Alexander's Column

'The name of American...'

Mark Alexander · Jan. 5, 2007

“Citizens by birth or choice of a common country, that country has a right to concentrate your affections. The name of American, which belongs to you, in your national capacity, must always exalt the just pride of Patriotism, more than any appellation derived from local discriminations.” –George Washington

Taking stock of the year just past, and contemplating the new one, two recent poll headlines caught my attention. On 30 December, a report on a national poll was accompanied by the headline: “Americans Optimistic for 2007,” and noted that 75 percent of respondents said 2006 was a good year for them, and 89 percent of Americans were optimistic about the coming year.

However, on 31 December, a report on a national poll was accompanied by the headline: “Americans See Doom, Gloom in 2007,” and noted “Another terrorist attack, a warmer planet, death and destruction from a natural disaster. These are among Americans’ grim predictions for the United States in 2007.”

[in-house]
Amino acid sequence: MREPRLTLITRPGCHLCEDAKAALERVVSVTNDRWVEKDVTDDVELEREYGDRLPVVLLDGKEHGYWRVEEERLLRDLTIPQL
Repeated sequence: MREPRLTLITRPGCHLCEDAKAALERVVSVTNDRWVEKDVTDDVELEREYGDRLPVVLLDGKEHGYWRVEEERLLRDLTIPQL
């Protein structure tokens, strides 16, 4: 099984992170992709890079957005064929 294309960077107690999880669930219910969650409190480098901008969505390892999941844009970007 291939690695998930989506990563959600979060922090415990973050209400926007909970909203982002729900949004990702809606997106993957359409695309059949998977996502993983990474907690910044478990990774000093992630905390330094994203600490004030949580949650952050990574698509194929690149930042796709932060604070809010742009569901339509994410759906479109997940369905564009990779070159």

Now, we all know about the precision of polling – but how could pollsters reach such dissimilar conclusions – especially since both headlines were referencing the same poll?

It’s all in the eye of the beholder, of course, and if I were a betting man, I would take odds that the editor who posted the second headline is a sullen Democrat, who has been reading too much of his/her own supercilious claptrap.